Who I Am and Who I’ve Been (I Won’t Apologize For Either)
Four years ago, I was a very different person.
If you’d seen me at my college orientation, you would have encountered a girl feeling the keen edge of homesickness, shielding herself with a smile and throwing herself into social life in an effort to find some friends—any friends—to fill the gap between her and those she’d left behind. You would have met a girl who had a lot to say to the right people but who found that there weren’t many of those individuals cloistered within the walls of her fancy new dorm. So she remained quiet, because that was what she could do with who she had.
That girl didn’t last long; though she made the occasional reappearance, the woman she became found it far easier present the world with honesty and attitude in the hope of inciting genuine responses. And to a degree, that’s worked pretty well. But now it’s time for the next adventure, and the woman I’ve become is rapidly losing patience with a world that refuses to listen productively. No longer am I content to hear “that’s really interesting” or “man, that sucks” when I’m recounting some experience or conversation that made me feel insignificant or incensed me beyond comparison. I’m not interested in platitudes about how the world should be better or how I should be working to change things.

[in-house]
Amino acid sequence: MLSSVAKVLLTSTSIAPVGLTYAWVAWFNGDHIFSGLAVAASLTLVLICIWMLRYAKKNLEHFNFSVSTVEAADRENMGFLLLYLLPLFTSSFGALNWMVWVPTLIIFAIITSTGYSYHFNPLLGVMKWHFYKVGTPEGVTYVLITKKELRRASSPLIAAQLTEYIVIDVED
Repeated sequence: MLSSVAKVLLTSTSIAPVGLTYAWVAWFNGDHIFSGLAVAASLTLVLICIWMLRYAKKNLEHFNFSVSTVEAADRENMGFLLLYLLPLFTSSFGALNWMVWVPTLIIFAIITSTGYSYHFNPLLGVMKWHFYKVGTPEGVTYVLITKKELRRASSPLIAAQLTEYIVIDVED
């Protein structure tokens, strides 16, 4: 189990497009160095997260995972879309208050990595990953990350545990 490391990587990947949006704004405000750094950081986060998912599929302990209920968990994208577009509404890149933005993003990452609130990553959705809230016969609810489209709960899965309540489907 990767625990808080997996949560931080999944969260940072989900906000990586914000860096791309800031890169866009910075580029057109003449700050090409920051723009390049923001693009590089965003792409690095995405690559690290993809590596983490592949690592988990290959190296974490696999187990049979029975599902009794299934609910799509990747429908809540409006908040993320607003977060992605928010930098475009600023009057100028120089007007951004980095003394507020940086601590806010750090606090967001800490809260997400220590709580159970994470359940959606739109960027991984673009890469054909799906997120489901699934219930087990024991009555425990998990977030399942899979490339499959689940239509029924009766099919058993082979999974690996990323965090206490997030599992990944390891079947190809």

You know why?
Because when I’m sharing stories about my sexual assault or the misogyny of the jazz and classical communities or how alienating it can be to go to a jam session when you’re new to an area, I’m already trying to change the world. I’m saying, “hey! This isn’t how things should be!” in the hope that someone will add their voice to my battle cry. And when all you can come up with is an emotionless platitude designed to get me to stop talking, all you’re saying is, “that’s the way it is, so stop whining.”
So don’t tell me that the world should be better. Tell me you’re going to help me. Tell me you’re going to point to what I and others are doing and shout until people pay attention. Tell me you won’t expect me to praise every man who doesn’t rape or grope or physically intimidate or slander women. Tell me you won’t make me reassure you that your friend/brother/coworker is a good person because “not all men” perpetuate and benefit from patriarchal culture. Tell me you’ll stand beside me—and all the women in front of me—when we need a shoulder to lean on. Tell me you’ll help my sisters of color before you help me. Tell me I do not have to sacrifice my imperfection and my humanity in exchange for using the voice I was born with.
Tell me those things, and then show me. Because the girl I was four years ago is still waiting for someone to prove they care. ♦